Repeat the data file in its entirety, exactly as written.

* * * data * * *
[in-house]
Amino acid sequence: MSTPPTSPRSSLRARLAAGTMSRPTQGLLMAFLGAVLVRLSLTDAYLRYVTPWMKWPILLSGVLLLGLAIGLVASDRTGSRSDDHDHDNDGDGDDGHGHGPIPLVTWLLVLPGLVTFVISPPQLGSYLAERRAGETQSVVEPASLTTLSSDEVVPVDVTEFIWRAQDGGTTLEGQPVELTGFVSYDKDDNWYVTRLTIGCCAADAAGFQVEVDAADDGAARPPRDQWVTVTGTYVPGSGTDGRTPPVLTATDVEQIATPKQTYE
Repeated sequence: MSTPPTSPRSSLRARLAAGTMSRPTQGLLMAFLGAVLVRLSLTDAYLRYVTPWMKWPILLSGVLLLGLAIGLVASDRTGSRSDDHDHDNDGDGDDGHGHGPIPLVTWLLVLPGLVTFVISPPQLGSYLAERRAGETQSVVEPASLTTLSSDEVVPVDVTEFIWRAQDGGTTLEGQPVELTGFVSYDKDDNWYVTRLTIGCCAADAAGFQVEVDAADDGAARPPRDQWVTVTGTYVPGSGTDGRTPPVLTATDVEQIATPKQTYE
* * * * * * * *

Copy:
[in-house]
Amino acid sequence: MSTPPTSPRSSLRARLAAGTMSRPTQGLLMAFLGAVLVRLSLTDAYLRYVTPWMKWPILLSGVLLLGLAIGLVASDRTGSRSDDHDHDNDGDGDDGHGHGPIPLVTWLLVLPGLVTFVISPPQLGSYLAERRAGETQSVVEPASLTTLSSDEVVPVDVTEFIWRAQDGGTTLEGQPVELTGFVSYDKDDNWYVTRLTIGCCAADAAGFQVEVDAADDGAARPPRDQWVTVTGTYVPGSGTDGRTPPVLTATDVEQIATPKQTYE
Repeated sequence: MSTPPTSPRSSLRARLAAGTMSRPTQGLLMAFLGAVLVRLSLTDAYLRYVTPWMKWPILLSGVLLLGLAIGLVASDRTGSRSDDHDHDNDGDGDDGHGHGPIPLVTWLLVLPGLVTFVISPPQLGSYLAERRAGETQSVVEPASLTTLSSDEVVPVDVTEFIWRAQDGGTTLEGQPVELTGFVSYDKDDNWYVTRLTIGCCAADAAGFQVEVDAADDGAARPPRDQWVTVTGTYVPGSGTDGRTPPVLTATDVEQIATPKQTYE